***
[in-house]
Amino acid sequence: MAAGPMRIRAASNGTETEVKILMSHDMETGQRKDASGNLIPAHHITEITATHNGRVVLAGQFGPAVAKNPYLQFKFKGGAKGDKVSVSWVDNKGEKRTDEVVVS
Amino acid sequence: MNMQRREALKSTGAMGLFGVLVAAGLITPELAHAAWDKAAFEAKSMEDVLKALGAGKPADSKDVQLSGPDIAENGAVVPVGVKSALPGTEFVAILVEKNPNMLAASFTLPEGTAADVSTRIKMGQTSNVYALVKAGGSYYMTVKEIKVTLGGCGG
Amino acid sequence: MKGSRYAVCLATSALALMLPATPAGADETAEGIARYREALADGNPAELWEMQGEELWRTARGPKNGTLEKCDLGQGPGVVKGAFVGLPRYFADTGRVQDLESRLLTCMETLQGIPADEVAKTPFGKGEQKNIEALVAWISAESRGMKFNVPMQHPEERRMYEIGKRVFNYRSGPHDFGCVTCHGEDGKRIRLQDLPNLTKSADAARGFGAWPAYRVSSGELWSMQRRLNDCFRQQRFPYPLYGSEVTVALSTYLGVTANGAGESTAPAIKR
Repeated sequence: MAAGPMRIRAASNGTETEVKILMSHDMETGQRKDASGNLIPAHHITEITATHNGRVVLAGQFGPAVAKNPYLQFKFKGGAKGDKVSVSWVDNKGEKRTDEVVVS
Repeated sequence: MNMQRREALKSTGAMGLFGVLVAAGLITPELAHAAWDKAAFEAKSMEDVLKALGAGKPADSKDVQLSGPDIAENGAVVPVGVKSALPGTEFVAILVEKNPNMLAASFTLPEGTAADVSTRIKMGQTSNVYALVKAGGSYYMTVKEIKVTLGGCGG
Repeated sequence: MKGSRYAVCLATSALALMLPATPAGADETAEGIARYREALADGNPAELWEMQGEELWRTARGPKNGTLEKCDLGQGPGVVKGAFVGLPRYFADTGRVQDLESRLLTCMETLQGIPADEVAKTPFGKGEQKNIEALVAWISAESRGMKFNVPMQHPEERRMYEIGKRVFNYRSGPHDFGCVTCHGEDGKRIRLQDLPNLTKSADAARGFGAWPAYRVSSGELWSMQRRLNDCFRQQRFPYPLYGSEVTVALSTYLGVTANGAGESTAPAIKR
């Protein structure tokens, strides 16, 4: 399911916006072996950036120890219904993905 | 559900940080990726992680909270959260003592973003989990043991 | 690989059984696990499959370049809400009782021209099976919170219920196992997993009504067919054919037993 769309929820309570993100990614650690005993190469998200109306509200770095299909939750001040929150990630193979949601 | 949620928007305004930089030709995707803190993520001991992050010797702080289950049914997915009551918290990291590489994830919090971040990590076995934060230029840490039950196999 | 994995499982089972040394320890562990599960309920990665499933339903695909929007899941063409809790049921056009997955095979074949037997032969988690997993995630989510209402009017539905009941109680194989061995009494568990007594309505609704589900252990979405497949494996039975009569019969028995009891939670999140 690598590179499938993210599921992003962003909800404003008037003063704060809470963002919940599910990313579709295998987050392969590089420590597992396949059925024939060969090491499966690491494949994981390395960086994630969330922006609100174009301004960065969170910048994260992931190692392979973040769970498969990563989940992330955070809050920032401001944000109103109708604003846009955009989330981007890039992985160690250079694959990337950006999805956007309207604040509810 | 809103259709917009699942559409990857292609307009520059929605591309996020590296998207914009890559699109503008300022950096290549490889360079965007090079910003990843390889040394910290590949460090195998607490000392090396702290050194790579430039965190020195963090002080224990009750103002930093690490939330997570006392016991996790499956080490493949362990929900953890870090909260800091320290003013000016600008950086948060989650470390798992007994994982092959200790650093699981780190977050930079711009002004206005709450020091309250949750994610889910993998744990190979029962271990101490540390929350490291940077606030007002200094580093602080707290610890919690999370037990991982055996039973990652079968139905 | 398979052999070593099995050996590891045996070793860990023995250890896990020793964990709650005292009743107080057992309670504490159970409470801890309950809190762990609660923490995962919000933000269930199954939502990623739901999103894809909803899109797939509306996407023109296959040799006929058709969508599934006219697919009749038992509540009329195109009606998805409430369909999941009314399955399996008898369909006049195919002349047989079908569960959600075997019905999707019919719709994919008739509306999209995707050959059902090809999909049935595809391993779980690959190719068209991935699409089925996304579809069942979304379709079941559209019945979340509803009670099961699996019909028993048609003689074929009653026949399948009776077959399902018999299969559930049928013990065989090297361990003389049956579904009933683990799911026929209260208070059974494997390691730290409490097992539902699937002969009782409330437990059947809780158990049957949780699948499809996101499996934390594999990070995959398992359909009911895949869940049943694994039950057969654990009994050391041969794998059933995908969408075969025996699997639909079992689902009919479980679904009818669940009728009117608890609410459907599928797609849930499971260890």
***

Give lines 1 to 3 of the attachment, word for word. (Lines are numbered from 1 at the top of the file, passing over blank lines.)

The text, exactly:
[in-house]
Amino acid sequence: MAAGPMRIRAASNGTETEVKILMSHDMETGQRKDASGNLIPAHHITEITATHNGRVVLAGQFGPAVAKNPYLQFKFKGGAKGDKVSVSWVDNKGEKRTDEVVVS
Amino acid sequence: MNMQRREALKSTGAMGLFGVLVAAGLITPELAHAAWDKAAFEAKSMEDVLKALGAGKPADSKDVQLSGPDIAENGAVVPVGVKSALPGTEFVAILVEKNPNMLAASFTLPEGTAADVSTRIKMGQTSNVYALVKAGGSYYMTVKEIKVTLGGCGG